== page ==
LONDON - The dollar rose to a one-week high on Thursday and stocks edged lower after signs that the Federal Reserve will keep raising interest rates through 2019 undermined a bounce in world markets.
China's stock markets were hit hard - its benchmark stock index fell to four-year lows - in a gloomy session for Asian equities and for the yuan which approached a two-month low.
China's premier warned of risks to the economy from an escalating tariff war with the United States.
European shares, however, largely shrugged off the disappointment in Asia. London's FTSE traded 0.1 percent higher and Frankfurt's DAX and Paris's CAC both rose 0.3 percent. A pan-European equity index rose 0.4 percent.
Minutes of the Federal Reserve's Sept. 25-26 meeting showed every Fed policymaker backed raising interest rates last month and also generally agreed borrowing costs were set to rise further.
That reinforces expectations that U.S. yields will rise further despite U.S. President Donald Trump's view that the Fed was tightening too much.
"Corporates have done incredibly well but it's clear we are going into monetary tightening in the U.S and that makes people worried about global debt having gone up so much in recent years," said Peter Lowman, CIO at Investment Quorum, a UK wealth manager.
At a time of simmering trade war tensions "people are perhaps taking chips off table and maybe going into cash and short-dated bonds," he said.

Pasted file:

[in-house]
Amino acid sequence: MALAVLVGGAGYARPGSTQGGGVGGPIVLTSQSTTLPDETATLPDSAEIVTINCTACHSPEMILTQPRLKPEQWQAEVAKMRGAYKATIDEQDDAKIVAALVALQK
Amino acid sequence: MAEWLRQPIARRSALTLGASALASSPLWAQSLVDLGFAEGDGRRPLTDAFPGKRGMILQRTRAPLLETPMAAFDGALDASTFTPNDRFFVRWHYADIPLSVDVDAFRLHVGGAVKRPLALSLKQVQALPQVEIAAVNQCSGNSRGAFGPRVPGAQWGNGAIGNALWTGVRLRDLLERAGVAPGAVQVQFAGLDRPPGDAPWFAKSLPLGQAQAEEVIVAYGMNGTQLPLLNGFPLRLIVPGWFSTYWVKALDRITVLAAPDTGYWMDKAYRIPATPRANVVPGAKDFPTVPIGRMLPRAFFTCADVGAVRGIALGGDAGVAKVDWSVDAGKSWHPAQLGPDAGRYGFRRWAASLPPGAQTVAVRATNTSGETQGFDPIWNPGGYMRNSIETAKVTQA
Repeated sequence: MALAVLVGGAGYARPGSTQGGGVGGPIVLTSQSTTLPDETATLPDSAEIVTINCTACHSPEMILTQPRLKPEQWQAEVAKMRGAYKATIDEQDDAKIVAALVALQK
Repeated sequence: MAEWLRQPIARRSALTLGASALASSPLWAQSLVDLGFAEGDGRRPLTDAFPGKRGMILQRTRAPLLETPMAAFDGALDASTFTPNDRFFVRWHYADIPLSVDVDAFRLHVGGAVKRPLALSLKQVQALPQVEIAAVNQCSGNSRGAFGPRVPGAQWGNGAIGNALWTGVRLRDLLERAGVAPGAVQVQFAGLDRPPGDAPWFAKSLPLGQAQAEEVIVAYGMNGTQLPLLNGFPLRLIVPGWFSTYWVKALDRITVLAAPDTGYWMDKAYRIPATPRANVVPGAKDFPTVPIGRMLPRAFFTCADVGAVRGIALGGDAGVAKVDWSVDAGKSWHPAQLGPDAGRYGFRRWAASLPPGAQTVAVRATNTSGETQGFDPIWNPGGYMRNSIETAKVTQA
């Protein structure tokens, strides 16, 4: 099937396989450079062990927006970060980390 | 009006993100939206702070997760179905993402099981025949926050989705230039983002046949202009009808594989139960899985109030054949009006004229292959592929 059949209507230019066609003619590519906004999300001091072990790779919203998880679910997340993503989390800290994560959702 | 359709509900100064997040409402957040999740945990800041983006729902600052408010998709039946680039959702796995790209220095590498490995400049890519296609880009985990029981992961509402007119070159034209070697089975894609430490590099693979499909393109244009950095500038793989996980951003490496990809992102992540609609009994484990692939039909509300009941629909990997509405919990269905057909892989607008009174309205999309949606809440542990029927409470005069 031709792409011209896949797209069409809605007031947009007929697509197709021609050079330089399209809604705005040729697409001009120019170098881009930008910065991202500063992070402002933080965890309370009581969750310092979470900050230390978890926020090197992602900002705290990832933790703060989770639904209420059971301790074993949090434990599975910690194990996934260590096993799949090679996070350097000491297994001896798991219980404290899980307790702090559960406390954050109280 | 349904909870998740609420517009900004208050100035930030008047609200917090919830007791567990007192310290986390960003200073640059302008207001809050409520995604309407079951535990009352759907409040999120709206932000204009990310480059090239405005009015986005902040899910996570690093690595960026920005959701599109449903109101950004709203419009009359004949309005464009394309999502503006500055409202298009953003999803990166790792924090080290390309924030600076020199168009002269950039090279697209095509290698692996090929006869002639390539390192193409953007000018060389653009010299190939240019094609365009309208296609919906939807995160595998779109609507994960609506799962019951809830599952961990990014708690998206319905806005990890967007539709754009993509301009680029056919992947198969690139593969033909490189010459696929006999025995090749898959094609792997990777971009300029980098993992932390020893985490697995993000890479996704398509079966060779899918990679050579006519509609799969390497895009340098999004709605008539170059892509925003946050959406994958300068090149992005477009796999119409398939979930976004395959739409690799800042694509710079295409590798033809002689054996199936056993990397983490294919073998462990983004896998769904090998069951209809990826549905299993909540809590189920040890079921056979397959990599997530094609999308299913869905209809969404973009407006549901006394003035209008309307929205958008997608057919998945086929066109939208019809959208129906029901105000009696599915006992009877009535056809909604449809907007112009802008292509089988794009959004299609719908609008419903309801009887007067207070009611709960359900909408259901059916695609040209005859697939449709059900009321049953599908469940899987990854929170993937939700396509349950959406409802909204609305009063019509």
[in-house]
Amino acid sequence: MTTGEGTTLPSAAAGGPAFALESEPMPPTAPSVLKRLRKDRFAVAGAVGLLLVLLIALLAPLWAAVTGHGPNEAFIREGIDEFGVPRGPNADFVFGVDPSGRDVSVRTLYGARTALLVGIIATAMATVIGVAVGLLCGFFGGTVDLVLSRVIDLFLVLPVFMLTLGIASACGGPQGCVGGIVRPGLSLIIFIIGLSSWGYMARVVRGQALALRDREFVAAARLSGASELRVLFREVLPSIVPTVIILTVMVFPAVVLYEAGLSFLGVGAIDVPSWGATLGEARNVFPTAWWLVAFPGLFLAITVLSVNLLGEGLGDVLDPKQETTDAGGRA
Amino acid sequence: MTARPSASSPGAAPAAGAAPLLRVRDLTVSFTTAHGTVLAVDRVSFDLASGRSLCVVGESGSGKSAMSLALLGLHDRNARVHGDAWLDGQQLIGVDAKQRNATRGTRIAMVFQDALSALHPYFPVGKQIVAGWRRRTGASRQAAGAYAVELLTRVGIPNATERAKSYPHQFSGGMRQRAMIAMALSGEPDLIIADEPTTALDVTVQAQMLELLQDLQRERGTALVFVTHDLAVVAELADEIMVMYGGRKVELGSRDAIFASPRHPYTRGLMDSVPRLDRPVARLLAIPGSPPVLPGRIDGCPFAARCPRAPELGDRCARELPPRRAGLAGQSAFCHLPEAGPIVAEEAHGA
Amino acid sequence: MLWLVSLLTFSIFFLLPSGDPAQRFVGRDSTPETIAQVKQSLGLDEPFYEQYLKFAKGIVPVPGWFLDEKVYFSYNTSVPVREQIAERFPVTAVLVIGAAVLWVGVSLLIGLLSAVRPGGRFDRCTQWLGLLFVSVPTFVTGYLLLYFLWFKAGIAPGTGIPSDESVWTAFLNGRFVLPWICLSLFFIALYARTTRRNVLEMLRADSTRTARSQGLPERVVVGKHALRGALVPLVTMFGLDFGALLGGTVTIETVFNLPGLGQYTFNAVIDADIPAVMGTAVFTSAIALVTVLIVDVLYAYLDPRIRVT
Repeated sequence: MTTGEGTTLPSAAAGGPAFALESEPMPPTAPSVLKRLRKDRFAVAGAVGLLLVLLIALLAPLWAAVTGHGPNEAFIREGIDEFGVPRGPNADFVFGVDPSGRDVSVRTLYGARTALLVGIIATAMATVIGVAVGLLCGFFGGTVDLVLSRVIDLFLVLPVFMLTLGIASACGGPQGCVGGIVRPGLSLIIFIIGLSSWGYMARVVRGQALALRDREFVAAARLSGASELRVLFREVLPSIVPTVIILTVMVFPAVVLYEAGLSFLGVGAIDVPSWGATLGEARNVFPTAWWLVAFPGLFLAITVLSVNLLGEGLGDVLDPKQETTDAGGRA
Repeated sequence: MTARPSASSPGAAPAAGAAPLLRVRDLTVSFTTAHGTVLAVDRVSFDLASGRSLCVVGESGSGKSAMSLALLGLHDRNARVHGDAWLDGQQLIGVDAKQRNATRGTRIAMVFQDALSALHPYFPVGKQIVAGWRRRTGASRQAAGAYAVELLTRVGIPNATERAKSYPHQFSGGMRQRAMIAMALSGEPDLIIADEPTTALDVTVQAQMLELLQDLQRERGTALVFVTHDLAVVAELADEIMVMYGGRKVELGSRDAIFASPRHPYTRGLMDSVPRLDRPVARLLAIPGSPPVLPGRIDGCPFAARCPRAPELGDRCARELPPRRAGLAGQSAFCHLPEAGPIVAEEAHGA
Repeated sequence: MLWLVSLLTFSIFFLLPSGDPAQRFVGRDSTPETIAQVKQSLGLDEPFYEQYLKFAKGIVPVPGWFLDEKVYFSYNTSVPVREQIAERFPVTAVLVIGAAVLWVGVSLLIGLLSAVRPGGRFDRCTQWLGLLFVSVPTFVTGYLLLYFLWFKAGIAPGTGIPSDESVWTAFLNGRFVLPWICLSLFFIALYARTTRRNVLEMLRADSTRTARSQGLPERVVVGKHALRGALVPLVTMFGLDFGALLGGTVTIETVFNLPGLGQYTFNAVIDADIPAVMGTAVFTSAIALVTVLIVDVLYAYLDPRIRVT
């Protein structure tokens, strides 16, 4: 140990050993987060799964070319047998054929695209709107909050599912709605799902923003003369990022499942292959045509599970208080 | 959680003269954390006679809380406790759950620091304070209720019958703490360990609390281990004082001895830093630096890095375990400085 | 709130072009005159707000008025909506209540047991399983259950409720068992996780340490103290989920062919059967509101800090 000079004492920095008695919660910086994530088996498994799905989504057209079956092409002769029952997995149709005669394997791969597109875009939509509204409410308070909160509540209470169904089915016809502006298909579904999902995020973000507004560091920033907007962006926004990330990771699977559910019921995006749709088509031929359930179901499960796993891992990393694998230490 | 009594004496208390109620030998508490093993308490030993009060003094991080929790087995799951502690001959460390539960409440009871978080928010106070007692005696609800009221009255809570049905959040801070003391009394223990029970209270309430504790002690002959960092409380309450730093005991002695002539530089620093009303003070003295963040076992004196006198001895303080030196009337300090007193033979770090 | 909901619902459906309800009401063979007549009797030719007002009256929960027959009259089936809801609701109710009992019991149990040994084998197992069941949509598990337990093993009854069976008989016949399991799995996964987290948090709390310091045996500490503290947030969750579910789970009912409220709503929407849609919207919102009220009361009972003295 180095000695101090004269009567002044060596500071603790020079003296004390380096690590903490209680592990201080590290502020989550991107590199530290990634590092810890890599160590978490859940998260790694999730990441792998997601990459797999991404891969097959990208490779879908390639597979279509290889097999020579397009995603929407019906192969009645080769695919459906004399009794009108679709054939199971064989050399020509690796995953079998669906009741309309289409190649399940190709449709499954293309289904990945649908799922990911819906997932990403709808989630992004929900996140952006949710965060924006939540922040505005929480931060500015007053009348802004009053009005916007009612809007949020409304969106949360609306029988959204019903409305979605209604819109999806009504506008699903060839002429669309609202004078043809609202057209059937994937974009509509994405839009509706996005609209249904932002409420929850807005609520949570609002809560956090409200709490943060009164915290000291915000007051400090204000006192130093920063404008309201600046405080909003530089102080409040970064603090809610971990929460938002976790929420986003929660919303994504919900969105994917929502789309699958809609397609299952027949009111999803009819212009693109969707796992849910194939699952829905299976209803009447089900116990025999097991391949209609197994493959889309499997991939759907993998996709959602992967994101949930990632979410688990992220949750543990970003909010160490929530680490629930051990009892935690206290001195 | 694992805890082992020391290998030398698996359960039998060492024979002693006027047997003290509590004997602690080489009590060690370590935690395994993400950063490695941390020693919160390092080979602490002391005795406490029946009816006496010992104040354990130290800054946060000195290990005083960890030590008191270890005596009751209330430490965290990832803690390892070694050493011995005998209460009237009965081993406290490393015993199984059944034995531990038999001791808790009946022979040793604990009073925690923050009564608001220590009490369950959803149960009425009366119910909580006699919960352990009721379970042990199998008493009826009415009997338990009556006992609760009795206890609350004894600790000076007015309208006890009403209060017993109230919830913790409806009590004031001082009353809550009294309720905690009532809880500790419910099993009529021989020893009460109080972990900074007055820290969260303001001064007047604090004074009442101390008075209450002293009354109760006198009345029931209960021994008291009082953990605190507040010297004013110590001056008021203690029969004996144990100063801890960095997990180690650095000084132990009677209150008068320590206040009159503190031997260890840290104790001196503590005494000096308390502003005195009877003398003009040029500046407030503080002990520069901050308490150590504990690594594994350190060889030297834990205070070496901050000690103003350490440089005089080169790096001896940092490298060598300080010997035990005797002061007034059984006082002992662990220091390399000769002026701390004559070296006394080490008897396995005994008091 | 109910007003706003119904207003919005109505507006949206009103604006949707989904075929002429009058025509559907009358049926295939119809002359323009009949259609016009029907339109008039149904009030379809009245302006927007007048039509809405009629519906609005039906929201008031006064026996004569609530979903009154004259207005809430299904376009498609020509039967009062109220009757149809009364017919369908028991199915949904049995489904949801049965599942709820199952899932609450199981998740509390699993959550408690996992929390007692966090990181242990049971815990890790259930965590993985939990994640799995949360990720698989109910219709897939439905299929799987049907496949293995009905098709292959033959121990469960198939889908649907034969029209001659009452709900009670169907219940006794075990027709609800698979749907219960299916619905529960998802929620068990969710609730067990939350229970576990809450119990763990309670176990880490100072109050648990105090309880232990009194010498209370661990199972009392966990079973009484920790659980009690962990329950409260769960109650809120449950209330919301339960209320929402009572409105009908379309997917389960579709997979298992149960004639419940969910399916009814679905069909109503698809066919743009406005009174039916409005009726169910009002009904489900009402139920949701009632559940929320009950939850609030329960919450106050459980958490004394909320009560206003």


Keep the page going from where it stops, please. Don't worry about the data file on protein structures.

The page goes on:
Overall, third-quarter earnings for S&P 500 companies are seen growing 21.8 percent, according to I/B/E/S Refinitiv.
The greenback bounced on Thursday. Against a basket of its rivals, the dollar gained for a third consecutive day, up 0.2 percent at 95.78. That checked emerging-market gains.
"The last thing emerging markets, or the US yield curve or equities want is a reminder that US rates are going to keep going up," Rabobank analysts told clients.
The euro changed hands at $1.1518, holding steady versus the greenback, after losing 0.65 percent on Wednesday. The euro has lost just under 3 percent of its value versus the dollar over the last three weeks.
Major currencies have shown limited reaction after the U.S. government late on Wednesday refrained from naming China as a currency manipulator.
In its semi-annual currency report, the U.S. Treasury Department said a recent depreciation of China's yuan currency will likely exacerbate the U.S. trade deficit, but U.S. officials found Beijing appeared to be doing little to directly intervene in the currency's value.
"The US refrained from labeling China a currency manipulator, but dialed up the rhetoric against its currency practices," said Sue Trinh, Head of Asia FX Strategy, RBC Capital Markets.
The yuan fell 0.2 percent to 6.9424 per dollar in the offshore trade, not far off 1-1/2-year low of 6.9587 touched in August.
In Europe, an EU leaders' summit with British Prime Minister Theresa May yielded little obvious progress on a Brexit deal being negotiated between Britain and the bloc.
Sterling did, however, turn positive on Thursday after May confirmed she was open to discussing an extension of the transition period after Brexit.
Oil steadied on Thursday as support from ongoing tensions over the disappearance of a prominent Saudi journalist offset a big drop overnight due to a jump in U.S. crude stockpiles.
U.S. West Texas Intermediate crude for October delivery was up 1 cent at $69.56 a barrel by 0840 GMT, after falling 3 percent in the previous session to settle below $70 for the first time in a month.